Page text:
Friday, April 18, 2014

A to Z Challenge, Day 16: P Is For Postal Mail

I adore non-bill mail.  I started sending cards to friends and now we have a little network that sends each other actual cards in, you know, the mailbox.

Pretty awesome.

What do you think of postal mail?

Thursday, April 17, 2014

A to Z Challenge, Day 15: O Is For Optimism

I find, that of all the choices we make each day, the choice to be an optimist is the most underrated.  It's considered by some to be naive, even.

But consider this:  if we didn't try, if we didn't do something that we haven't done before, then what?  We just stay the same as we are and do not grow.  That's not brave.  That's the opposite of brave.

What things are you happy about today?  This week?  Right now?

Wednesday, April 16, 2014

A to Z Challenge, Day 14: N Is For Noonhour

This is my favorite Noonhour episode.  I read one of the pieces I wrote for the March FADness competition, which was a new prompt each day in the month of March.  That month I wrote 31 different flash fiction pieces along with two Flash Fiction Carnival pieces - it was a great month.  I had a ball, wrote a ton of new material, and now have a body of work from which I can create more podcasts.  Win-win.  :)

Of all the things you've done creatively, what makes you nostalgic?  What are you glad to have made?

Tuesday, April 15, 2014

A to Z Challenge, Day 13: M Is For Money

Money.  la la la  (Think Pink Floyd.)  (If you don't know who they are, then I give up.)  ANYway, where was I?  Money!  la la la...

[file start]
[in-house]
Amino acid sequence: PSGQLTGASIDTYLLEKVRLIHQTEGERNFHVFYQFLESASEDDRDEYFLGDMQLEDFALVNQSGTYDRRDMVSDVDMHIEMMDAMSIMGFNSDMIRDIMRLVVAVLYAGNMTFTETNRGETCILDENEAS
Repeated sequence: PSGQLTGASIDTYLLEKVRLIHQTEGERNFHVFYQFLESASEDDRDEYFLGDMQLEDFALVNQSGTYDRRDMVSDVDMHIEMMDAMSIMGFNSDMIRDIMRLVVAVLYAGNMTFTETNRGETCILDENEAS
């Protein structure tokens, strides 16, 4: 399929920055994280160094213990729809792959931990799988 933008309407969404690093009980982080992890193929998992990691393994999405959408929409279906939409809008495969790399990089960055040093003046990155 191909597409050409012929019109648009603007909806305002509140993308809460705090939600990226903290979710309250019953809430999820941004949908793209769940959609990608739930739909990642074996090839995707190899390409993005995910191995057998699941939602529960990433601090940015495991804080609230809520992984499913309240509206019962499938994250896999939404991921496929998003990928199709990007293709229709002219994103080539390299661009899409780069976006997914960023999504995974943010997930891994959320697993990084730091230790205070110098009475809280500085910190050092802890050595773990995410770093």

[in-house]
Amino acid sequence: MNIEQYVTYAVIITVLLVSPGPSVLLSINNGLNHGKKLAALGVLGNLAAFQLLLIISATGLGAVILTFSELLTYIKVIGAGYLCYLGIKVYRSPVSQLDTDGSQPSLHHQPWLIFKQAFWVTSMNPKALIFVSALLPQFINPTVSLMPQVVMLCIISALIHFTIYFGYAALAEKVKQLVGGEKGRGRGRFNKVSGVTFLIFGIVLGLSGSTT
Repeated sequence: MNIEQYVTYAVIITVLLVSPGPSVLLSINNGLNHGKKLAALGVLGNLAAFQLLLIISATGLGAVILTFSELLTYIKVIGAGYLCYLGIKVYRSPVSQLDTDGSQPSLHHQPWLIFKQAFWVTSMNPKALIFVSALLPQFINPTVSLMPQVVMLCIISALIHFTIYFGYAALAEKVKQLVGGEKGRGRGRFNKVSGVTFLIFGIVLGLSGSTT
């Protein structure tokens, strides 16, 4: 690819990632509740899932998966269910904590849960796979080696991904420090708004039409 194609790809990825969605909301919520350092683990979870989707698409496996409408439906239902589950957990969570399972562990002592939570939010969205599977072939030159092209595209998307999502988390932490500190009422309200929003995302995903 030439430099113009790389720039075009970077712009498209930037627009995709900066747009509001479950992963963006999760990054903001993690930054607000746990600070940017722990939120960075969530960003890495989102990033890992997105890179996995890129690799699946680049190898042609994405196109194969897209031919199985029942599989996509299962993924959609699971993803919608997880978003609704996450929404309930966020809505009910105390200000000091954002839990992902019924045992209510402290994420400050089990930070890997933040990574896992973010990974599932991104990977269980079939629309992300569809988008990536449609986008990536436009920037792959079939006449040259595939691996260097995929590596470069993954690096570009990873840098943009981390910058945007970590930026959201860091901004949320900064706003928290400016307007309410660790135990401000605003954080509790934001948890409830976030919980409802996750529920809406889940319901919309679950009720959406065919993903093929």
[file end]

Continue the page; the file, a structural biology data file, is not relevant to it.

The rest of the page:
Today, in the States, it's Tax Day - time to pay the tax man or time to get money back from the tax man.  (I hope you're in the former and not the latter group.  If you are, I'm with you - we owed this year. Poop.)

Money's pretty fascinating stuff.  There are three things that make money, money.  The IMF (International Monetary Fund) has them on their site:
In short, money can be anything that can serve as a
• store of value, which means people can save it and use it later—smoothing their purchases over time;
• unit of account, that is, provide a common base for prices; or
• medium of exchange, something that people can use to buy and sell from one another.
From "Back to Basics: What Is Money?"
I came across an awesome article by Glyn Davies called "A History of Money From Ancient Times to the Present Day" that's worth checking out - and after you read it, think hard about bit coins and whether an unregulated currency is really such a good idea.

What's your favorite thing about money?

Monday, April 14, 2014

A to Z Challenge, Day 12: L Is For Llama

Yum.  Llama fiber.  Soft, warm, and easy to knit.  I prefer alpaca because there's a wider range of colors and alpaca are more friendly, but I can't deny the gorgeous sheen of the fibers of llama.  Vicuña is a related fiber that's quite luxurious but harder to find because the vicuña are very shy and much harder to cultivate than either llama or alpaca.